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Britain and the US – a special nuclear relationship

This article is over 14 years, 10 months old
A decade ago Zbigniew Brzezinski, one of the US’s leading strategic thinkers, published a book called The Grand Chessboard.
Issue 2039

A decade ago Zbigniew Brzezinski, one of the US’s leading strategic thinkers, published a book called The Grand Chessboard.

There he surveyed the globe, assessing the threats to the primacy of the US.

There was one state, however, that Brzezinski dismissed brutally: “Great Britain is not a geostrategic player… Its ambivalence regarding European unification and its waning special relationship with America have made Great Britain increasingly irrelevant…

“It is America’s key supporter, a very loyal ally, a vital military base, and a close partner in critically important intelligence activities. Its friendship needs to be nourished, but its policies do not call for sustained attention.”

Nothing in the past ten years has happened to alter this judgement. Indeed, George Bush’s off-hand “Yo Blair!” to a fawning Tony Blair at the St Petersburg G8 summit last July dramatised the extent to which the US continues to take British subservience for granted.

Ever since Winston Churchill took office as prime minister in May 1940 the British establishment has sought to preserve a global role by aligning itself as closely as possible with the US.

This doesn’t mean that there haven’t been conflicts. Thus, behind the facade of the wartime alliance against Adolf Hitler, Churchill came under intense pressure from President Franklin Roosevelt to start dismantling the British Empire and to open its hitherto closed markets to US capital.

Britain’s allegedly independent nuclear deterrent has been one way that the British government has sought to combat the problem of simply being taken for granted by the US.

Secret decision

The initial decision to develop nuclear weapons was taken secretly in January 1947 by Labour prime minister Clement Attlee without consulting the cabinet.

Foreign secretary Ernest Bevin helped tip the balance in favour of a British A-bomb after a humiliating interview with US secretary of state Jimmy Burns.

Bevin told a crucial meeting, “We have got to have this bloody thing over here whatever it costs… We have got to have the bloody Union Jack flying on top of it.”

When Churchill replaced Attlee in 1951, he worried that Britain’s role as a US air base had made the country “the bull’s eye of a Soviet attack”. Unable to influence American nuclear strategy, he insisted that Britain follow the US and the Soviet Union by developing its own hydrogen bomb.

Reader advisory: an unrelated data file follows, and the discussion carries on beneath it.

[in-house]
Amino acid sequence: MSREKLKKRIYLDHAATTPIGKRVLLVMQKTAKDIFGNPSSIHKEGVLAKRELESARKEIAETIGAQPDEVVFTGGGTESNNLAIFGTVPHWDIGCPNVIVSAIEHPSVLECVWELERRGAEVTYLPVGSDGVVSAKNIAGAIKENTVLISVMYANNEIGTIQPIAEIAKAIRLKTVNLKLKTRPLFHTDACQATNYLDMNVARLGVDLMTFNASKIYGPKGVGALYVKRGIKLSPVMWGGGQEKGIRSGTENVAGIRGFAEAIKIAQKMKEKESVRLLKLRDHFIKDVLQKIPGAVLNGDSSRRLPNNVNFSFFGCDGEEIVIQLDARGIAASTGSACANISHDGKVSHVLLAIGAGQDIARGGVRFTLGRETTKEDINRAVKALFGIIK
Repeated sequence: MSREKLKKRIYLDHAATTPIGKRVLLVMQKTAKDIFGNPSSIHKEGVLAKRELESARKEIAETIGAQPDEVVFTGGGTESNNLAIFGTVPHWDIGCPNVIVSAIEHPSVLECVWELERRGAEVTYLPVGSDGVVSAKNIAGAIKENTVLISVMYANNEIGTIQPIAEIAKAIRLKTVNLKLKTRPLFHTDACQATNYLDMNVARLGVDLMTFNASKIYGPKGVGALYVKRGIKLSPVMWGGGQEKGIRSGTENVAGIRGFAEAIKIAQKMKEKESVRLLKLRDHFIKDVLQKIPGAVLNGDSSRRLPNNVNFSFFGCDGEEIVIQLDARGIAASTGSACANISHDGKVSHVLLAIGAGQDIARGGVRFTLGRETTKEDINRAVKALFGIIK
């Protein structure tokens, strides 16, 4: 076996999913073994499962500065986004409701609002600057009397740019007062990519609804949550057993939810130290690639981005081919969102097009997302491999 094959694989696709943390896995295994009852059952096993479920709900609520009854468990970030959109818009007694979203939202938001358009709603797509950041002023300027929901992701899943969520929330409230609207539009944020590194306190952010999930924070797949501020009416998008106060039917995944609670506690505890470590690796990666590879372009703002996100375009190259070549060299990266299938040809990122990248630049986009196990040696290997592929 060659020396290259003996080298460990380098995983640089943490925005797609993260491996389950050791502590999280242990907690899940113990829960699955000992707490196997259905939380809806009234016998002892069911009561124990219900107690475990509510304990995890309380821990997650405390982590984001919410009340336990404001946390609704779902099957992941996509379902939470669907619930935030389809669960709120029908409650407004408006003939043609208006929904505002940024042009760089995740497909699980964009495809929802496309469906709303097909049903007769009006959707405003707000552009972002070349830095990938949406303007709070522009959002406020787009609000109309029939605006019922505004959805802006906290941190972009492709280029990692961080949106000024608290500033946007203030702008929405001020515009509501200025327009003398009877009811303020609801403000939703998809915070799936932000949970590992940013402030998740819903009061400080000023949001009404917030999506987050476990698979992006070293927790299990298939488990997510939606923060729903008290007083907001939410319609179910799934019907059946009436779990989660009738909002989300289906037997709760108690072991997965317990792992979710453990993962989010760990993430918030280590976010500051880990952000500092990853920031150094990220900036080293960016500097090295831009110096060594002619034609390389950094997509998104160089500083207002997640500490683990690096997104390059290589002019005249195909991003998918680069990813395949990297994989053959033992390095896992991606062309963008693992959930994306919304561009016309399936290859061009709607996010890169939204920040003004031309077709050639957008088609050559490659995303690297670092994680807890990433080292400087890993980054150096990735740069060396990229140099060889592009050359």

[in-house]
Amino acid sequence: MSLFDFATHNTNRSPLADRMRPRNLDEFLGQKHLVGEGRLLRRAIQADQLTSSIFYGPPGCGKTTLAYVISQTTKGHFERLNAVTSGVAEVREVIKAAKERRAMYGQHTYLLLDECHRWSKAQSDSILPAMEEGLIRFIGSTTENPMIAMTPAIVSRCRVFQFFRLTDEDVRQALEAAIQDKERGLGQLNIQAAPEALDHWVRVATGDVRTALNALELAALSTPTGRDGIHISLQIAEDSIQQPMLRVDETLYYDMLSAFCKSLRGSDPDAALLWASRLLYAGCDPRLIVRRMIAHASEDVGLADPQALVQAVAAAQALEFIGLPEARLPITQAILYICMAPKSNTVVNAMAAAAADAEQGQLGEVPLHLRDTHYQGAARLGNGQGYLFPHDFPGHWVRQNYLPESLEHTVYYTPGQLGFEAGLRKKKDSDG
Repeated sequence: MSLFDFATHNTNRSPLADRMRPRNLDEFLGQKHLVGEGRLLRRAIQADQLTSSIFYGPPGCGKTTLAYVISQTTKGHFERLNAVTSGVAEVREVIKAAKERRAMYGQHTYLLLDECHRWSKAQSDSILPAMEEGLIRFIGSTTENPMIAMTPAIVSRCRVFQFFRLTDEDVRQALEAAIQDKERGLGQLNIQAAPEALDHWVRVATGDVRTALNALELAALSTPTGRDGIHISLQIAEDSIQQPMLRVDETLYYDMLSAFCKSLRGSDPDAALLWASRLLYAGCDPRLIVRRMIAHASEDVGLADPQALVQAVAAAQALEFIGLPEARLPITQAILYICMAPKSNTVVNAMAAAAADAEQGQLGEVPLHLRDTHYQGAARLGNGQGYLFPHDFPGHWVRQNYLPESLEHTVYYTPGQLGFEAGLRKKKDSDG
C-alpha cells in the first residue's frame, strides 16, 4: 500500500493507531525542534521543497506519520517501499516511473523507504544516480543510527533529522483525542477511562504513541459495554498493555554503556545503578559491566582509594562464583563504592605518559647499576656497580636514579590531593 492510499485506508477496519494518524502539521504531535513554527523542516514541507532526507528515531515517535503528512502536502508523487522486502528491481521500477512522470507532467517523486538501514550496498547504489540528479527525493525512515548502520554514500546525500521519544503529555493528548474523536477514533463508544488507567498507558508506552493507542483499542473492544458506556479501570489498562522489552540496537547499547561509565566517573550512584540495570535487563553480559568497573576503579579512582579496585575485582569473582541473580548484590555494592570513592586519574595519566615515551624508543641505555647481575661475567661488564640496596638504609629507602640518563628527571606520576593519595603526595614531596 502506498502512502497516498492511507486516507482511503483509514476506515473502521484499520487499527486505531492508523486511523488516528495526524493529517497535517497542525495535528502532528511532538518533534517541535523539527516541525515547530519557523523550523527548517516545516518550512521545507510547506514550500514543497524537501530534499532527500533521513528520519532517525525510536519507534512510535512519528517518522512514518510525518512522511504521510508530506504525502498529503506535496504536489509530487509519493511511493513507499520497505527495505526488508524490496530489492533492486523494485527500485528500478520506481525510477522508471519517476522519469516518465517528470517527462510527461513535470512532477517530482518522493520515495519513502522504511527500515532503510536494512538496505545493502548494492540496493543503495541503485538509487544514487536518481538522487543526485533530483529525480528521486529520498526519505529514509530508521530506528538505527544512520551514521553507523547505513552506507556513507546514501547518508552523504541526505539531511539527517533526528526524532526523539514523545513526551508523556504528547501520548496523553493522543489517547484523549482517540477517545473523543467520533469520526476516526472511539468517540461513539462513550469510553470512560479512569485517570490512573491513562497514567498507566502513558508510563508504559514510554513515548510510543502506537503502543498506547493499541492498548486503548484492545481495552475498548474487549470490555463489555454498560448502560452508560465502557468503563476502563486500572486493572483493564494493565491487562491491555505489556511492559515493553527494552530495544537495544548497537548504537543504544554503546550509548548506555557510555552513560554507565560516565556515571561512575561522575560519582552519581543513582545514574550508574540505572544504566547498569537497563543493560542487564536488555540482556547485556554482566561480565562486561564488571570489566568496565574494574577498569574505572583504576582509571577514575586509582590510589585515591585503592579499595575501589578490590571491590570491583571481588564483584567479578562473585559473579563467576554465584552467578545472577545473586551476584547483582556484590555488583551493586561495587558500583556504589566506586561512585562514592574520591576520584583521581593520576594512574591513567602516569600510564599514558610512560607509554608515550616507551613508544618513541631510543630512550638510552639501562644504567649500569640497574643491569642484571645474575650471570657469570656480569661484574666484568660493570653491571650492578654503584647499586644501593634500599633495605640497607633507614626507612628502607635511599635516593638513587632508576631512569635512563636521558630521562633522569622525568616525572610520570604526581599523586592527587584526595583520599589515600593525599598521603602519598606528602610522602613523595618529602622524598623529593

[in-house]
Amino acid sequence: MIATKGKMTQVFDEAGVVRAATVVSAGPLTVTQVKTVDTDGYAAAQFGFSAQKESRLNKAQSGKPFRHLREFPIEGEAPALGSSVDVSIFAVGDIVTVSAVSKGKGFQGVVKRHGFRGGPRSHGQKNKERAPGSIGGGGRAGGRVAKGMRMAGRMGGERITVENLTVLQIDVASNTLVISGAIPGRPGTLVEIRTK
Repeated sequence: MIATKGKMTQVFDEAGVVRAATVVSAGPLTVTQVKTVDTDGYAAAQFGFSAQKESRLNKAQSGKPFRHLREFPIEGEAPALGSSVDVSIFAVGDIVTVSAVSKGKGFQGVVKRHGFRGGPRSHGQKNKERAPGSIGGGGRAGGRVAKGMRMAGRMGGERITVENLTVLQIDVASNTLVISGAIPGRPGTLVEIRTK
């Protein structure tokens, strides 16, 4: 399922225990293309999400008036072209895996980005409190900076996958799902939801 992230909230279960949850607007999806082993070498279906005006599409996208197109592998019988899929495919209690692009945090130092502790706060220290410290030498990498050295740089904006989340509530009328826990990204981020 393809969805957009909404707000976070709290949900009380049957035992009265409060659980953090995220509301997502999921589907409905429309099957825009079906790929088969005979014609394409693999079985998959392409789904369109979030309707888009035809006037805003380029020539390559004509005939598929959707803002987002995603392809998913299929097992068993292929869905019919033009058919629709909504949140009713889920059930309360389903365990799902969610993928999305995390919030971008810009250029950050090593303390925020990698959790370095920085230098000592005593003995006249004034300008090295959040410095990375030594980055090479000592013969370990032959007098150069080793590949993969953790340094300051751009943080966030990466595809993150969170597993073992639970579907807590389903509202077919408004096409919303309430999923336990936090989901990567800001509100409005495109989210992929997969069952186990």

Going thermonuclear, which Britain did in 1957, would ensure “more respect for our views” in the US.

Exactly the same arguments were used by Margaret Thatcher to justify the decision in 1980 to buy Trident submarine-launched nuclear ballistic missiles from the US, and by the Blair government today in support of its plan to replace Trident with a new generation of missiles.

But all this is a tissue of illusions. For one thing, since the early 1960s Britain has depended on US-produced delivery systems for its nuclear warheads.

For another, it is politically inconceivable that Britain would use its weapons independently of the US. Any prime minister that did would expose Britain to retaliation without the protection of the US’s vast nuclear arsenal.

Nuclear weapons and the US alliance have given the British establishment the illusion of global power. The result has been complicity in great crimes such as the wars in Iraq and Afghanistan and the squandering of British resources and lives on a bloated military establishment.

Blair has pushed official British subservience to the point of provoking huge popular disgust.

Last year a poll revealed that British public opinion thinks Bush is a bigger threat to world peace than either Iran’s Mahmoud Ahmadinejad or North Korea’s Kim Jong-il.

In that sea-change in popular attitudes lies the hope of a final escape from the murderous fantasy of the “special relationship”.

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